Re: Actions questions

On 09/05/16 19:05, James Graham wrote:
> On 09/05/16 17:40, Andreas Tolfsen wrote:
>> On Fri, 29 Apr 2016, at 16:56, James Graham wrote:
>>> For an input device like a pointer, the pointer can clearly only do one
>>> thing at a time. For a keyboard that is less true. Should it be possible
>>> to have multiple concurrent action chains corresponding to the "same"
>>> keyboard?
>> Because each input device needs to be uniquely identified with an ID,
>> for example to maintain modifier key state, we shouldn’t allow multiple
>> action chains for the same device.
>> However, in practical terms this doesn’t matter as the desired output
>> are just DOM events. We need to disallow it for race condition reasons
>> in the WebDriver abstraction we’re creating, so that the same keyboard
>> references in two concurrent actions do not perform a keyUp("shift") and
>> keyDown("shift") operation in the same tick.
> I don't think that's true. I imagine that the concurrency isn't "real"
> i.e. if you get three actions to perform in the same tick, they won't
> generate events in a random order, but in a well-defined order e.g.
> top-to-bottom. So if you happened to send
> {actions:
> [
> [{id: 1, type: key, actions: [{type: keyDown, value: a}],
> [{id: 1, type: key, actions: [{type: keyUp, value: a}],
> ]
> }
> you would always get the keyDown event before the keyUp event.
> It may be that we don't care about being able to chord in this way, and
> that one-after-another in separate ticks is good enough, in which case
> disallowing this would be OK.

You are correct that we should have a well-defined ordering. I imagine a
sane execution order is, for each tick, the action for each device in
term one-after-another. That is, not reordering the input based on for
example device ID or type.

With respect to my earlier point, however, if you read the following
action sequence it’s not obvious that the second sequence cancels the
first’s shift down since modifier state would be associated with a
uniquely identifiable device:

{actions: [
  [{id: 1, type: key, actions: [{type: keyDown, value: shift},
                                {type: pause},
                                {type: keyDown, value: a}],
  [{id: 1, type: key, actions: [{type: keyDown, value: b},
                                {type: keyUp, value: shift},
                                {type: pause}]

This might produce "Ba", and not "Ab" as one might expect.

However, I guess _disallowing_ that input might not actually be needed
since such a “sanity check” for duplicate devices could be made in the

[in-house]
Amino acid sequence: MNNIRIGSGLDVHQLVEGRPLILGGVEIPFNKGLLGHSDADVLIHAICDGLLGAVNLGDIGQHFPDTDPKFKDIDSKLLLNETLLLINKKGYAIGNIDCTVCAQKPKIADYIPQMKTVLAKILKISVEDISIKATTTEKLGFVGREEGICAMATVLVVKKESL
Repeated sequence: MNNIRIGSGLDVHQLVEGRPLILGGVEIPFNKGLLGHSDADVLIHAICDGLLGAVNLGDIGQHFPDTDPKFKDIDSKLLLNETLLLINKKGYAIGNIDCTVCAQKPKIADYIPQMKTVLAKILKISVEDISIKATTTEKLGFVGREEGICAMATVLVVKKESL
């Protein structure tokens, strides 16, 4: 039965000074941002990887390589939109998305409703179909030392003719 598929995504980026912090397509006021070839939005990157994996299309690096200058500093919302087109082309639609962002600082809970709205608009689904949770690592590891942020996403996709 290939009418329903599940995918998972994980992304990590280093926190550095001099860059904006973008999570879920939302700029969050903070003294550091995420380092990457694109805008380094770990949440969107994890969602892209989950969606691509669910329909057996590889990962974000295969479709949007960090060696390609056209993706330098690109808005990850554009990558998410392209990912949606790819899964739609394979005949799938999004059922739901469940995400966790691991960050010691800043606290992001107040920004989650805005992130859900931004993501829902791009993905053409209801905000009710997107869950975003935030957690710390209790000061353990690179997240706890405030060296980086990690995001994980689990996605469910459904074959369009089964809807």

local end. For this reason, please disregard my earlier point.

>>>> The client bindings set the focus on the element and then the rest is
>>>> assumed that you are working on the active element. See
>>>> as an example
>>> OK, so there is no way to supply an element with the action, or change
>>> the element mid action chain without dispatching actions that will do
>>> so.
>> What David says here is not strictly true. The Java Actions API allows
>> you to move the mouse to a given web element.
> So what's the desired functionality here?

I personally think it is valuable to be able to move a pointer-type
cursor (finger, mouse, stylus) to an element’s location and by offset
from an element’s location:

    moveToElement(element, [xOffset, yOffset])

>>> It's not yet clear to me exactly what effect the choice of keyboard
>>> layout has if you can send any codepoint as the 'key' to press. Maybe
>>> someone can fill me in?
>> This is a grey area. Selenium assumes a US keyboard layout, in the sense
>> that it only converts [a-z] to [A-Z] when shift is pressed.
>> Perhaps we need to be clearer about this?
> OK, so I read some more here, and the issue seems to be that we need to
> populate various event various attributes related to the physical
> location on the keyboard and the key that was pressed (e.g. 'a' if the
> character is 'A'). So a simple approach would be to start by specifying
> a US keyboard layout for the purposes of that translation and, in some
> future revision of the spec, making it possible to specify the keyboard
> layout somehow (either as a global or as part of the actions API).
> However this still leaves several open questions, like how to
> translation an action with value: ☃ into a key event.

Yes, I like the approach of making the specification extensible at a
later date.

A future API that would let you select a keyboard layout similarly to
how you set a script’s global timeout duration would be nice.

Received on Wednesday, 11 May 2016 16:50:11 UTC